Q-fire teacher interface

7. Understanding the brain’s reward system: Sci-napse Pedagogy

Educational researchers have had difficulty finding a relationship between the rewards offered and the learning achieved. On the other hand, learning is predicted by how much the brain’s reward system is activated. We are trying to increase this brain activation in using a game-based approach that includes

  • Making rewards better than expected (so please constantly escalate rewards during the game-based condition)
  • Making rewards uncertain (so the game-based condition allows students an option to “game” their winnings for a correct answer on a wheel of fortune)
  • Peer presence (so the game-based condition comprises competition between teams)

Using Q-fire to teach a game-based lesson

  1. When presenting question with gaming enabled (the default condition), the participants have the option to decide (after entering their response to the question and before the correct answer is revealed) whether they wish to game their points, should their answer be correct. The words “Not Gaming” appear and changes to “Gaming” as they choose this option. If the teacher clicks these words, this will manually reverse and override their decision.
  2. Clicking “Show Timer” at the top of the page reveals a timer that can be incremented in periods of 5 seconds and activated. This produces an audio alert– nothing else – but it can be handy to keep things paced.
  3. After clicking “Continue”, the teacher can reveal the incorrect answers by clicking on them, until the correct answer remains. Teams with correct answers are highlighted. Of these, those who were not gaming have their points allocated immediately. Clicking “Continue” again reveals the wheel of fortune, with teams highlighted who have correctly answered and have chosen to game. Click “Start” to spin the wheel.
  4. The wheel of fortune is the standard round for the game-based learning approach, but other types of round should be used occasionally, for example:
  5. Pressing “Bonus Round” at the between-question screen allows students to win points randomly – useful for upsetting the scoreboard and raising emotions. This works in a similar way to a round with questions, but teams simply pick their “lucky colour” and pressing start causes one of these colours to be randomly selected. All teams who have selected that colour received the points available.
  6. Pressing the Team Selector icon in the tool box, makes an app appear that randomly selects a team. This team can then, for example, receive a special “golden opportunity” for themselves (although other teams have to be instructed not to participate – they are not withheld from doing so by the technology)
  7. Pressing the Magic Wand icon when about to reveal the correct answer allows the teacher to spontaneously choose which option should receive points (This allows points to be awarded on the basis, for example, of a who wins and argument in a debating round)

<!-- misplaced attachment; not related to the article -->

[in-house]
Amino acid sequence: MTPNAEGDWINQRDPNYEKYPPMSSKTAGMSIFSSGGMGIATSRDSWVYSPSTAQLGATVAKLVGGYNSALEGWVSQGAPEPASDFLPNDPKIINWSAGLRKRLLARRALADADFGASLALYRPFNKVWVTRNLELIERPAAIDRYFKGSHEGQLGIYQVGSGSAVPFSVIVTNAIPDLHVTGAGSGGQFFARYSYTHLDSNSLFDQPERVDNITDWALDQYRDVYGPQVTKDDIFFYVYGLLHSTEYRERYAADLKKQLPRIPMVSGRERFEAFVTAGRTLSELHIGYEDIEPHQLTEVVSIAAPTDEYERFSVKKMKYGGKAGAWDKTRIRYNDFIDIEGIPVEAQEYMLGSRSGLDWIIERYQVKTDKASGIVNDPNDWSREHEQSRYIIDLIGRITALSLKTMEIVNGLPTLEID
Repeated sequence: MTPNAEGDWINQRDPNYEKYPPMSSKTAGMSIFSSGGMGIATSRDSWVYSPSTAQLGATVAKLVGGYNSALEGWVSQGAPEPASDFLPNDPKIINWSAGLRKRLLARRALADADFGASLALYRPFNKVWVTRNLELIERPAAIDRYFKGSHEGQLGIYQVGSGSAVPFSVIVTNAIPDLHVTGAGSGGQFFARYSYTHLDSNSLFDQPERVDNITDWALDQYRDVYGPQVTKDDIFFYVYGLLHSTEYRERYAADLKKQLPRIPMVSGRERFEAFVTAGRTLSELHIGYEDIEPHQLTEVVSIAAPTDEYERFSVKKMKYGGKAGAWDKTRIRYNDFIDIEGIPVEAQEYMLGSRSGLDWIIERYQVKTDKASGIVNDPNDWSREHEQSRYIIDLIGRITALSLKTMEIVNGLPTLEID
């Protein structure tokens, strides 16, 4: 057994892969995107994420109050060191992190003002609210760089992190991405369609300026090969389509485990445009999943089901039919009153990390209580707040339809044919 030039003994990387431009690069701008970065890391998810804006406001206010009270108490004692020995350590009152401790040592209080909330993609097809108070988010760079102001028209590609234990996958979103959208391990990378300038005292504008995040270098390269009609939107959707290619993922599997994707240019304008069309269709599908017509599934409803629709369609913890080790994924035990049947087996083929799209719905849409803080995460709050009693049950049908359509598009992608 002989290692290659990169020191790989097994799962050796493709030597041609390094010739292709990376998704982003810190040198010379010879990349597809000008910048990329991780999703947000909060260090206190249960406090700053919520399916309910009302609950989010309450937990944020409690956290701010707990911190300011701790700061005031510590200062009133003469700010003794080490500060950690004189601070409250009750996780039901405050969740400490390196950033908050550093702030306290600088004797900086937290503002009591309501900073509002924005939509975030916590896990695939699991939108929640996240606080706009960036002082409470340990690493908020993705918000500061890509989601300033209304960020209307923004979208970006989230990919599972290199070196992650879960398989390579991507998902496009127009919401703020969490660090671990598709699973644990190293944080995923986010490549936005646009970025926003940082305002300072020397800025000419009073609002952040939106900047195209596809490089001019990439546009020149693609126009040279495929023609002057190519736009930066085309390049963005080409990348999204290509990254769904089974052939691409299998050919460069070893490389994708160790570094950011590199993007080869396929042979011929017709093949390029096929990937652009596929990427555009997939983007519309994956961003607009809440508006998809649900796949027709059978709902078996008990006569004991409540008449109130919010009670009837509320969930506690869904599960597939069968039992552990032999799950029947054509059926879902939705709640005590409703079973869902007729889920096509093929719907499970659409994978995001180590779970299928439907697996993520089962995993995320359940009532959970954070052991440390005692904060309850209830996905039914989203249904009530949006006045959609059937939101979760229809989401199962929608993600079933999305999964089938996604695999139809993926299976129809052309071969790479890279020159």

8, Effective pedagogy using the game-based approach

There are a variety of ways in which we suggest that this approach can be used in order to fully exploit the learning opportunities that it presents.

The introduction of questions are opportunities to:

  • Explain, revisit or discuss concepts featured in the question;
  • Link concepts featured in the question to other/previous examples/concepts, including those related to students’ own experiences;
  • Use additional verbal questions and answers to explore, monitor and reward understanding of the question;
  • Elicit students’ own questions prompted by the content of the question.

The answering of questions are opportunities:

  • To encourage discussion among students;
  • For students to experience challenge but… for the teacher to ‘scaffold’ understanding of concepts when students are suitably challenged.
  • To differentiate support according to the ability of the class and, where possible/appropriate, individual teams (who might, for example, also be supported by additional information and resources).

Revealing of correct and incorrect answers to questions provide opportunities for:

  • Exploiting ‘teachable moments’ as dopamine is ramping up – explaining why answers are correct/incorrect, usually in reverse order.
  • Formative feedback, identifying and correcting misconceptions.
  • Reminding about terms.

It’s important, for maximum effect, to refer to actual answers here and not the colours or letters that are used by Q-Fire to identify each of the distractors.

Special rounds available in Q-Fire provide other opportunities:

  • Golden Opportunitiesfor individual teams help explore more advanced/challenging concepts.
  • Bonus rounds help raise excitement levels and general uncertainty over who will win the game.

9. Completion of student and teacher surveys

Educational outcomes are likely to be influenced by many factors, and so we asking for teachers in all conditions to help us collect data on student backgroundteacher background and style, and teacher reflection on their experience.

All student surveys MUST have the full student name and date of birth completed.


10. GL Assessments (Pre and Post test)

GL assessment pre-tests will be distributed by the Evaluation Team to schools that have signed up to participate in trialing them. These assessments will take around 45 minutes, and must be completed under exam conditions.

GL assessment post-tests will also be provided to all schools by the Evaluation team. As with the pre-tests, these will take around 45 minutes, and must be completed under exam conditions

11. Troubleshooting

Hopefully you won’t need this section…but if you are experiencing problems with Q-fire, please work through these flowcharts to see if the problem can be resolved (click to enlarge):

step 1 flowchart

step 2 flowchart

*If you experience persistent problems with Q-fire that can’t be resolved, please contact the Project Team, and we will assist you in setting up a fully offline classroom approach.*

Project team contacts: